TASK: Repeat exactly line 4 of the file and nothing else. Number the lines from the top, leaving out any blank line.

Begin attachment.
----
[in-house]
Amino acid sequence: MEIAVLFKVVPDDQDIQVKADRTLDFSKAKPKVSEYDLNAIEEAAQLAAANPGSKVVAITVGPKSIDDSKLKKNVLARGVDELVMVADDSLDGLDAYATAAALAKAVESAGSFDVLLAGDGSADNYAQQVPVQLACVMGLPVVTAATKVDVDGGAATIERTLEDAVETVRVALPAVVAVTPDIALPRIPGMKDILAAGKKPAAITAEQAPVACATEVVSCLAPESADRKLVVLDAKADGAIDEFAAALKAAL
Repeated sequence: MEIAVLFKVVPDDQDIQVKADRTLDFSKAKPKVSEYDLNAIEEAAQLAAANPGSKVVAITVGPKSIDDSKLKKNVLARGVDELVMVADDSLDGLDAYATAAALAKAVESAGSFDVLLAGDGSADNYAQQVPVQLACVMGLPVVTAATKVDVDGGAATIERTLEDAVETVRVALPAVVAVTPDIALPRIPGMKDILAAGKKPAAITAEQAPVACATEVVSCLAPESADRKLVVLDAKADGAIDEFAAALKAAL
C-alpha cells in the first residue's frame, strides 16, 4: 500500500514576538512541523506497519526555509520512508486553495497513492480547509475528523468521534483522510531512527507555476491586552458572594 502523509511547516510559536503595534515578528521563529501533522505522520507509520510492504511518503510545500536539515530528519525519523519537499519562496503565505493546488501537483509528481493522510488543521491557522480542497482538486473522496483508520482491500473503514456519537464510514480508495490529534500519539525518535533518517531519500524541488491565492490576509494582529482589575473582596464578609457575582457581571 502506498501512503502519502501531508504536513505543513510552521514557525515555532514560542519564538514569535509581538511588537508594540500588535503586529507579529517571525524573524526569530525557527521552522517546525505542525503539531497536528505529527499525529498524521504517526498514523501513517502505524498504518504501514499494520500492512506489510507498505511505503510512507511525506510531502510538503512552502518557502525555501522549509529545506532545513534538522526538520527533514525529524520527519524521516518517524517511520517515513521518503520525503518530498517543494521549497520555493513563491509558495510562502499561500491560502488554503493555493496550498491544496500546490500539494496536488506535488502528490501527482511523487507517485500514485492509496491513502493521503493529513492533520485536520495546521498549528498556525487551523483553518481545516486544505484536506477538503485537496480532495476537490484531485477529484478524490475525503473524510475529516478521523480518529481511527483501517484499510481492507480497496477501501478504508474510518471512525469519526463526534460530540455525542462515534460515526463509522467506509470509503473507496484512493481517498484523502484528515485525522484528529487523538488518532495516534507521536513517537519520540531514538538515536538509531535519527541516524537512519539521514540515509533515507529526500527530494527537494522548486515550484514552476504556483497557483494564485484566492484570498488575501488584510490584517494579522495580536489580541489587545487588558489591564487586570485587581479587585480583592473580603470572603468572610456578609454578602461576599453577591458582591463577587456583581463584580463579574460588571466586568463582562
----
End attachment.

C-alpha cells in the first residue's frame, strides 16, 4: 500500500514576538512541523506497519526555509520512508486553495497513492480547509475528523468521534483522510531512527507555476491586552458572594 502523509511547516510559536503595534515578528521563529501533522505522520507509520510492504511518503510545500536539515530528519525519523519537499519562496503565505493546488501537483509528481493522510488543521491557522480542497482538486473522496483508520482491500473503514456519537464510514480508495490529534500519539525518535533518517531519500524541488491565492490576509494582529482589575473582596464578609457575582457581571 502506498501512503502519502501531508504536513505543513510552521514557525515555532514560542519564538514569535509581538511588537508594540500588535503586529507579529517571525524573524526569530525557527521552522517546525505542525503539531497536528505529527499525529498524521504517526498514523501513517502505524498504518504501514499494520500492512506489510507498505511505503510512507511525506510531502510538503512552502518557502525555501522549509529545506532545513534538522526538520527533514525529524520527519524521516518517524517511520517515513521518503520525503518530498517543494521549497520555493513563491509558495510562502499561500491560502488554503493555493496550498491544496500546490500539494496536488506535488502528490501527482511523487507517485500514485492509496491513502493521503493529513492533520485536520495546521498549528498556525487551523483553518481545516486544505484536506477538503485537496480532495476537490484531485477529484478524490475525503473524510475529516478521523480518529481511527483501517484499510481492507480497496477501501478504508474510518471512525469519526463526534460530540455525542462515534460515526463509522467506509470509503473507496484512493481517498484523502484528515485525522484528529487523538488518532495516534507521536513517537519520540531514538538515536538509531535519527541516524537512519539521514540515509533515507529526500527530494527537494522548486515550484514552476504556483497557483494564485484566492484570498488575501488584510490584517494579522495580536489580541489587545487588558489591564487586570485587581479587585480583592473580603470572603468572610456578609454578602461576599453577591458582591463577587456583581463584580463579574460588571466586568463582562